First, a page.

2  PsychDrugs Action Campaign – Youthlaw.org/issues/psyhdrugs-action

3 Crystal, S., Mackie, T., Fenton, M.C., Amin, S., Neese-Todd, S., Olfson, M. and Bilder, S., 2016. Rapid Growth Of Antipsychotic Prescriptions For Children Who Are Publicly Insured Has Ceased, But Concerns Remain.Health Affairs35(6), pp.974-982. (Abstract)

4 California Psych Meds Legislation Advances – youthlaw.org/publications 

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munchelWayne Munchel, LCSW is a leader in mental health programs designed for transition age youth. He was also a founding staff member of The Village, an innovative recovery program located in Long Beach, CA. Mr. Munchel provides trainings and consultations for services to young people, including trauma informed care and supported employment.

The Murphy Bill, HR 2646 — a Heinous Piece of Legislation — is Coming to a Vote. Act Now.

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Morning Zen Guest Blog Post ~ Val Marsh, MSW ~ 

This coming Wednesday, two days after the 4th of July celebration of our country’s declaration of freedom from oppression, the U.S. House of Representatives will vote on HR 2646, the Helping Families in Mental Health Crisis Act of 2016, or HR 2646. It is also known as The Murphy Bill. The ORIGINAL Murphy Bill. In truth, it has nothing to do with freedom, and everything to do with oppression.

HR 2646 is a heinous piece of legislation that has been hailed as the solution to the nation’s problems with gun violence, terrorism, and the massive influx of people with mental health conditions into the correctional system and the burgeoning ranks among the homeless. Not to mention that it will save untold hundreds of thousands of families from anguish and unwarranted pain. And it is a calculated, repulsive lie.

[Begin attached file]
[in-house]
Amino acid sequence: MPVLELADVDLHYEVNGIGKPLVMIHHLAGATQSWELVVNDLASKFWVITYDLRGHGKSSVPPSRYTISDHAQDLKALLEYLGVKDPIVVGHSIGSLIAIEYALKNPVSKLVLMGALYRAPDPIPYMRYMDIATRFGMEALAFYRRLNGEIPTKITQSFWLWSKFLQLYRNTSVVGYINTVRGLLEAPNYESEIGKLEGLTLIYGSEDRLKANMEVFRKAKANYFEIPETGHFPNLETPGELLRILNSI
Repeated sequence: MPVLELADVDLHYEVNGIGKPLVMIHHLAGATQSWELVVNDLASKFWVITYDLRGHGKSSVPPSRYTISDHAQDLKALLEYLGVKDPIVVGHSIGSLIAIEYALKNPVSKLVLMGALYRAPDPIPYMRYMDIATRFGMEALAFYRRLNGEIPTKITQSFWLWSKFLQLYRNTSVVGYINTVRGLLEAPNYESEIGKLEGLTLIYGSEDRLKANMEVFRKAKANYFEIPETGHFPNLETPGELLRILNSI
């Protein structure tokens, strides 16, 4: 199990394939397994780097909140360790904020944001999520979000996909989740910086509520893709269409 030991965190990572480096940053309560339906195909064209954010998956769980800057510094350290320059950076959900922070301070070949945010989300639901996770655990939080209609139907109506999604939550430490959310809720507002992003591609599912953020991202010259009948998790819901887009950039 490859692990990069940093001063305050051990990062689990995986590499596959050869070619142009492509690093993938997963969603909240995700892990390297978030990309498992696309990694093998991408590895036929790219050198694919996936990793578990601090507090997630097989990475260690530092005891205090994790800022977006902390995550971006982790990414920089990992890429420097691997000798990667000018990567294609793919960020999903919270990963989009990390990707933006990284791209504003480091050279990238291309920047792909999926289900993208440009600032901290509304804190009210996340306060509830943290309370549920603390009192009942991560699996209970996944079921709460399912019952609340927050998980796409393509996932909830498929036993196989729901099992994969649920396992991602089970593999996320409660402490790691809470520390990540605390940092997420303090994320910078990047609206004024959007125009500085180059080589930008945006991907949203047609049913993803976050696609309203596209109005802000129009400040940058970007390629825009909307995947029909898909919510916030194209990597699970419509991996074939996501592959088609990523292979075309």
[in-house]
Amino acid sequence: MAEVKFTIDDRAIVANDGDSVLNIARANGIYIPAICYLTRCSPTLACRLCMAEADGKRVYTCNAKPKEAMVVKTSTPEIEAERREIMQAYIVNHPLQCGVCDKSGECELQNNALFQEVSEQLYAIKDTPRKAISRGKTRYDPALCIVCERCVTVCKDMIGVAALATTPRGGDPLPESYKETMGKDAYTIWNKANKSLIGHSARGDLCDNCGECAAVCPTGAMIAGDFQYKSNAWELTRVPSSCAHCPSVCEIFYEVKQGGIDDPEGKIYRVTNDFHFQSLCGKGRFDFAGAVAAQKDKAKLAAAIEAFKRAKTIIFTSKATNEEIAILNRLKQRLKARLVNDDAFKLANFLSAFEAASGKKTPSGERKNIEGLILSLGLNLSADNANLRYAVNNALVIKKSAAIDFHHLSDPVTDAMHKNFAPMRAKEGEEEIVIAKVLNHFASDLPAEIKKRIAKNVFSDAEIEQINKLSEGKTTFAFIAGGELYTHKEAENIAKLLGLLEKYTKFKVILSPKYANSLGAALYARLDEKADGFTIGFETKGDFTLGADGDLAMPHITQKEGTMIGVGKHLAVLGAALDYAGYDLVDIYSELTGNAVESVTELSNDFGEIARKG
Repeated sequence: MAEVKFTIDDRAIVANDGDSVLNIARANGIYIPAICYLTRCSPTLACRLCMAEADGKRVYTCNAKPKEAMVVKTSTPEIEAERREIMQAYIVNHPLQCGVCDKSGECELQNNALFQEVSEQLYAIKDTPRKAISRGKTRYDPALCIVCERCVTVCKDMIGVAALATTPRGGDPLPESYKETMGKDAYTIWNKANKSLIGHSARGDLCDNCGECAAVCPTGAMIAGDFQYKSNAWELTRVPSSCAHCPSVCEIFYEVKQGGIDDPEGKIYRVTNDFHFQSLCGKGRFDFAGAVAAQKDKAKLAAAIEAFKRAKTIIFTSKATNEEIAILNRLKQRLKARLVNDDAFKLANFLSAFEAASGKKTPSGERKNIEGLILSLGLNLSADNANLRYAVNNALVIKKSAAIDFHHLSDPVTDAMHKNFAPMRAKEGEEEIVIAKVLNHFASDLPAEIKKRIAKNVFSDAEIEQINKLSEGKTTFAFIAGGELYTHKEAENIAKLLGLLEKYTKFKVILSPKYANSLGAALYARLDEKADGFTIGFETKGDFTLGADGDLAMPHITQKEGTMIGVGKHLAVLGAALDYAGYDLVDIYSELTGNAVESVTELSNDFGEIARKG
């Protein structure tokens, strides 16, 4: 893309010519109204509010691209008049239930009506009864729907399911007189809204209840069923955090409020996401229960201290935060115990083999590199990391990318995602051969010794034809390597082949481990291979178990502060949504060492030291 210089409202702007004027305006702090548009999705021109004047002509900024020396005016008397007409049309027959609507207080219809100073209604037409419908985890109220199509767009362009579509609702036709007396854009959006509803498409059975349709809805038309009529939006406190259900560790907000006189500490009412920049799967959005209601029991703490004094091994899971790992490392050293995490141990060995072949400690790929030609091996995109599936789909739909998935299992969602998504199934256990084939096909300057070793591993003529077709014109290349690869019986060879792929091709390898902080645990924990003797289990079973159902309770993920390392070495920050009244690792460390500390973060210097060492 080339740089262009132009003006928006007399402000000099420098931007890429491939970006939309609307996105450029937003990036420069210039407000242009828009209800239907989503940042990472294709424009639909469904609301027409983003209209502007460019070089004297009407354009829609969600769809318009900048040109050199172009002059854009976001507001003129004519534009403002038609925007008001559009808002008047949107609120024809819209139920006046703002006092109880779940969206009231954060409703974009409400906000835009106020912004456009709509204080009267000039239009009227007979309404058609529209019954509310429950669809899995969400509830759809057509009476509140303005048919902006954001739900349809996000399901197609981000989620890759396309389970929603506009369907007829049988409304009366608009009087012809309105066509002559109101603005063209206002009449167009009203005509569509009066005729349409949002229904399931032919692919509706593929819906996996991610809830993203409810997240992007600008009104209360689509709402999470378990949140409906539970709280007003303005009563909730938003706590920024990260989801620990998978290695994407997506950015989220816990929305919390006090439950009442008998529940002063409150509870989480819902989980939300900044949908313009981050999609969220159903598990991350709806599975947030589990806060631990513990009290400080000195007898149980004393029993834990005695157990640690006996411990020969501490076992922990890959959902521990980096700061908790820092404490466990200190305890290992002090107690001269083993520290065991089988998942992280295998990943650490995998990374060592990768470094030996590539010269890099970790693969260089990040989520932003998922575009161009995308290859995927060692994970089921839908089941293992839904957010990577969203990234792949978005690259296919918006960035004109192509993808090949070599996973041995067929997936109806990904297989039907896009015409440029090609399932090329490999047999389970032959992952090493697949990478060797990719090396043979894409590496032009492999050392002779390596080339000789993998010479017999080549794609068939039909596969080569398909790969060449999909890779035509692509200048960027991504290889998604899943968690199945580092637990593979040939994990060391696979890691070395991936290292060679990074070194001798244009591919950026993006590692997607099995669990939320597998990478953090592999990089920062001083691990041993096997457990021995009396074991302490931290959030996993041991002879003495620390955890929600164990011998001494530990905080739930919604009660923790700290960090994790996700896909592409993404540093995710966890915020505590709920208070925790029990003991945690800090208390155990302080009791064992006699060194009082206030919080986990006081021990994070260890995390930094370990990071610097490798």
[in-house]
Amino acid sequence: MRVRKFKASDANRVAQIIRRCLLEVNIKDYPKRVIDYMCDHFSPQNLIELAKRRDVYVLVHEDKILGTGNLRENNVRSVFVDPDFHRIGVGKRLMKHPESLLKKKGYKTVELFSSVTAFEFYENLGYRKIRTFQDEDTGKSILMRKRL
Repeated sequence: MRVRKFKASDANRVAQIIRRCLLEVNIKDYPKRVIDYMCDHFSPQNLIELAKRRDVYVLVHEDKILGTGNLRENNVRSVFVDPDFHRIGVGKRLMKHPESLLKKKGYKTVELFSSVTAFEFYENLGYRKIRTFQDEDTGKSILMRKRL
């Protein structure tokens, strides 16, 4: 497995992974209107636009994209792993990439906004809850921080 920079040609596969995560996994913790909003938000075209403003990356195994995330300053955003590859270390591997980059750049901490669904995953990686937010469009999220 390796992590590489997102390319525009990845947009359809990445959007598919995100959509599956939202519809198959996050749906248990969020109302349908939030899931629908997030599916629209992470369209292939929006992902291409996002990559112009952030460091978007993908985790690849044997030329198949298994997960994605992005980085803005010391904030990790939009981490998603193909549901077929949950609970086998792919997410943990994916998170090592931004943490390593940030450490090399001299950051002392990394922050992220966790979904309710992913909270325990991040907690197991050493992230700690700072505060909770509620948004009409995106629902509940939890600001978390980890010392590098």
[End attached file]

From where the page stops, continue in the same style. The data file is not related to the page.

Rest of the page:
The National Coalition for Mental Health Recovery is calling upon all people of like minds, who care about individuals who need mental health services, to ACT. It is urgent. Please call your representative in the House of Representatives to vigorously oppose HR 2646 on Tuesday, July 5, 2016. And, call your Senator to insist that the Senate reject any amendments or changes to mental health legislation from the House by Friday, July 8, 2016. For more information about this Call to Action, please click here.

We have been fighting battles on many fronts for decades. The medical model of MH care has had the financial backing and the political power to convince the public and our Congress that people with mental health conditions must be coerced into taking psychotropic medication and into psychiatric care, for everyone else’s sake. Here is a rebuttal:

Nothing about Us without Us 
HR 2646 describes the membership and duties of the following entities: